Moreover, when the sufficiency of the evidence is questioned and is the basis of a Rule 50(b) motion, the inquiry is whether there was “substantial evidence” in favor of the jury's verdict. Janes v. Wal-Mart Stores, Inc., 279 F.3d 883, 888 (9th Cir.2002). Substantial evidence is “evidence adequate to support the jury's conclusion, even if it is also possible to draw a contrary conclusion from the same evidence.” Johnson v. Paradise Valley Unified Sch. Dist., 251 F.3d 1222, 1227 (9th Cir. 2001).

         B. New Trial and Remittitur

         Under Federal Rule of Civil Procedure 59(a), a federal court may grant a new jury trial for “grounds that have been historically recognized.” Zhang v. Am. Gem. Seafoods, Inc., 339 F.3d 1020, 1035 (9th Cir. 2003). In other words, “[t]he trial court may grant a new trial only if the verdict is contrary to the clear weight of the evidence, is based upon false or perjurious evidence, or to prevent a miscarriage of justice.” Passantino v. Johnson & Johnson Consumer Prods., 212 F.3d 493, 510 n.15 (9th Cir. 2000). Notably, “a district court may not grant a new trial simply because it would have arrived at a different verdict.” Silver Sage Partners, Ltd. v. City of Desert Hot Springs, 251 F.3d 814, 819 (9th Cir. 2001).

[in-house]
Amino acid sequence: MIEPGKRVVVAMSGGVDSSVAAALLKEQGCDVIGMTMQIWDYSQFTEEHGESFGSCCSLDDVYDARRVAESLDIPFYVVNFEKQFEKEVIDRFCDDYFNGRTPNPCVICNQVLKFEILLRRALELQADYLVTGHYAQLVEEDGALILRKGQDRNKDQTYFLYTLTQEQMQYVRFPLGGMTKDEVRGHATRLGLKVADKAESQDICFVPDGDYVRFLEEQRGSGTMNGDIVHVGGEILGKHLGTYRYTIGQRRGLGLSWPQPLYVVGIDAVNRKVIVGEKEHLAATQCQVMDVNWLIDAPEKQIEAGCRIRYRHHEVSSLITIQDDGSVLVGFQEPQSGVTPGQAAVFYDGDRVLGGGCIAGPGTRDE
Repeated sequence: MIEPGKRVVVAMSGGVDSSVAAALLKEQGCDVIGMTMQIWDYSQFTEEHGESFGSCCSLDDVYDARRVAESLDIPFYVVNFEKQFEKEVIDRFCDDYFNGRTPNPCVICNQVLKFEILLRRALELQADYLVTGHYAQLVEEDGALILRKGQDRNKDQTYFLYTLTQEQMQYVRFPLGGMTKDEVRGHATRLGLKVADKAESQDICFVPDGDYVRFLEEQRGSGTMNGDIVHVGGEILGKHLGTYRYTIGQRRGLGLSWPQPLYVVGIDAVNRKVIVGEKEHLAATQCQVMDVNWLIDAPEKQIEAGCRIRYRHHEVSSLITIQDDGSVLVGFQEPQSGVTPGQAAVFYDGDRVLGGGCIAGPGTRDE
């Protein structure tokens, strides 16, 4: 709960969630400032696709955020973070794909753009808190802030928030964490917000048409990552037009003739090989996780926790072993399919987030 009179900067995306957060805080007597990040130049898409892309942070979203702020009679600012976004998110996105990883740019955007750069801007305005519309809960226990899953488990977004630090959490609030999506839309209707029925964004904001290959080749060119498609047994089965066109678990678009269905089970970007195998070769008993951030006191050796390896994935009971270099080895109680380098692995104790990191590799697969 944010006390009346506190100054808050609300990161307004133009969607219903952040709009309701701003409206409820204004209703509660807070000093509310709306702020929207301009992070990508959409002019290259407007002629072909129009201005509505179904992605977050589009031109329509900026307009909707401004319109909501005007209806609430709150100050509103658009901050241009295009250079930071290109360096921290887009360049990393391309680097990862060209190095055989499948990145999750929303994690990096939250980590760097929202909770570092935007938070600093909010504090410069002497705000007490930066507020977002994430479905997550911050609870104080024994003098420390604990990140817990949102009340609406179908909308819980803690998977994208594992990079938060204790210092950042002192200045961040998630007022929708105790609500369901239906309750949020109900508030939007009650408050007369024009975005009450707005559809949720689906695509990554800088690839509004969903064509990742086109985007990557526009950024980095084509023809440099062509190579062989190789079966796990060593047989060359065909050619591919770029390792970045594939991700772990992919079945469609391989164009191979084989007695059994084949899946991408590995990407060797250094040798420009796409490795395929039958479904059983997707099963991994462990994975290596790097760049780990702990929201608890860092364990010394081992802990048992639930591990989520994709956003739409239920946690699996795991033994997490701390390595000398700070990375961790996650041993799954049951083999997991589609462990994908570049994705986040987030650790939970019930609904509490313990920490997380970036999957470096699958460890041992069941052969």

In deciding a motion for a new trial, “the district court may, in its discretion, grant the motion and order a new trial . . . or deny the motion and reinstate the judgment . . ., or grant a remittitur with the alternative of a new trial if the remittitur is not complied with.” Milhouse v. Travelers Commercial Ins. Co., 982 F.Supp.2d 1088, 1093 (C.D. Cal. 2013) (internal citation and quotation marks omitted), aff'd, 641 F. App'x 714 (9th Cir. 2016). A motion for remittitur of a jury verdict is subject to the same standard as a motion for new trial under FRCP 59. Morris v. Walgreen Oshkosh, Inc., 2016 WL 1704320, at *3 (D. Or. Apr. 28, 2016), appeal dismissed (Sept. 20, 2016). If the Court “decides to offer the option of a remittitur, the jury's verdict should be reduced to the maximum amount sustainable by the proof.” Milhouse, 982 F.Supp.2d at 1093 (internal citation and quotation marks omitted).